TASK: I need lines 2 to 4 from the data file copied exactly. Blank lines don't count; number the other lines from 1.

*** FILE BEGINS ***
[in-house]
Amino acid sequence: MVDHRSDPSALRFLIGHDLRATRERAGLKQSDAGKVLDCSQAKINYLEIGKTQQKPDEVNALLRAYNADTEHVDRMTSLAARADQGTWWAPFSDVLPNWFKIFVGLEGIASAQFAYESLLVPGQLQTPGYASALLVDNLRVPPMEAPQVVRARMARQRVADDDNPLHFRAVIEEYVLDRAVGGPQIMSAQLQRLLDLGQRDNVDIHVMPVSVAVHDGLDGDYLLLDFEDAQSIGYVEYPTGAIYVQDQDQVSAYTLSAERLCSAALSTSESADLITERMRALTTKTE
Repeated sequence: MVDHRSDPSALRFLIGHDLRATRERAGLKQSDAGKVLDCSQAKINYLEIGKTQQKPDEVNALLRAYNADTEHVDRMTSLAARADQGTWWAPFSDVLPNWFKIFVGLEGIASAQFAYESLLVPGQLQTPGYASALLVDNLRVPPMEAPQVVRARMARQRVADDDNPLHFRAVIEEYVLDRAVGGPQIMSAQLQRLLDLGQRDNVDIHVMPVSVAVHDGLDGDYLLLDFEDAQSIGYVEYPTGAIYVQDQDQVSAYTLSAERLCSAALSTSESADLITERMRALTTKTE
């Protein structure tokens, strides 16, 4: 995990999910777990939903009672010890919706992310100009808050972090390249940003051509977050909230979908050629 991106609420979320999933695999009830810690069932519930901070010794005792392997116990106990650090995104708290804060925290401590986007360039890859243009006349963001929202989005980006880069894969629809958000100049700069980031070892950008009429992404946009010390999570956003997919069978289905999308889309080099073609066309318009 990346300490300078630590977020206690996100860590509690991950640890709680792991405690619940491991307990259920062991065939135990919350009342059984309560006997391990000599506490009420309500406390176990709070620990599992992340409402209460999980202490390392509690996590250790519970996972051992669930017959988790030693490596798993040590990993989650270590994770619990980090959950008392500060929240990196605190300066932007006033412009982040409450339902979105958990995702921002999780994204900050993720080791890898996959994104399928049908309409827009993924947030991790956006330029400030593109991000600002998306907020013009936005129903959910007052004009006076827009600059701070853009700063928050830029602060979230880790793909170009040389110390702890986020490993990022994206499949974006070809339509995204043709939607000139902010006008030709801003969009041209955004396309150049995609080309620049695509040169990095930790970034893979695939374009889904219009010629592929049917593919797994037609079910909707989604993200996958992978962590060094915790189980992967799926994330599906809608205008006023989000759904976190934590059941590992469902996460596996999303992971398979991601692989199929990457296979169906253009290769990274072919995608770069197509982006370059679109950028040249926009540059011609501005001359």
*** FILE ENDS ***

Amino acid sequence: MVDHRSDPSALRFLIGHDLRATRERAGLKQSDAGKVLDCSQAKINYLEIGKTQQKPDEVNALLRAYNADTEHVDRMTSLAARADQGTWWAPFSDVLPNWFKIFVGLEGIASAQFAYESLLVPGQLQTPGYASALLVDNLRVPPMEAPQVVRARMARQRVADDDNPLHFRAVIEEYVLDRAVGGPQIMSAQLQRLLDLGQRDNVDIHVMPVSVAVHDGLDGDYLLLDFEDAQSIGYVEYPTGAIYVQDQDQVSAYTLSAERLCSAALSTSESADLITERMRALTTKTE
Repeated sequence: MVDHRSDPSALRFLIGHDLRATRERAGLKQSDAGKVLDCSQAKINYLEIGKTQQKPDEVNALLRAYNADTEHVDRMTSLAARADQGTWWAPFSDVLPNWFKIFVGLEGIASAQFAYESLLVPGQLQTPGYASALLVDNLRVPPMEAPQVVRARMARQRVADDDNPLHFRAVIEEYVLDRAVGGPQIMSAQLQRLLDLGQRDNVDIHVMPVSVAVHDGLDGDYLLLDFEDAQSIGYVEYPTGAIYVQDQDQVSAYTLSAERLCSAALSTSESADLITERMRALTTKTE
């Protein structure tokens, strides 16, 4: 995990999910777990939903009672010890919706992310100009808050972090390249940003051509977050909230979908050629 991106609420979320999933695999009830810690069932519930901070010794005792392997116990106990650090995104708290804060925290401590986007360039890859243009006349963001929202989005980006880069894969629809958000100049700069980031070892950008009429992404946009010390999570956003997919069978289905999308889309080099073609066309318009 990346300490300078630590977020206690996100860590509690991950640890709680792991405690619940491991307990259920062991065939135990919350009342059984309560006997391990000599506490009420309500406390176990709070620990599992992340409402209460999980202490390392509690996590250790519970996972051992669930017959988790030693490596798993040590990993989650270590994770619990980090959950008392500060929240990196605190300066932007006033412009982040409450339902979105958990995702921002999780994204900050993720080791890898996959994104399928049908309409827009993924947030991790956006330029400030593109991000600002998306907020013009936005129903959910007052004009006076827009600059701070853009700063928050830029602060979230880790793909170009040389110390702890986020490993990022994206499949974006070809339509995204043709939607000139902010006008030709801003969009041209955004396309150049995609080309620049695509040169990095930790970034893979695939374009889904219009010629592929049917593919797994037609079910909707989604993200996958992978962590060094915790189980992967799926994330599906809608205008006023989000759904976190934590059941590992469902996460596996999303992971398979991601692989199929990457296979169906253009290769990274072919995608770069197509982006370059679109950028040249926009540059011609501005001359």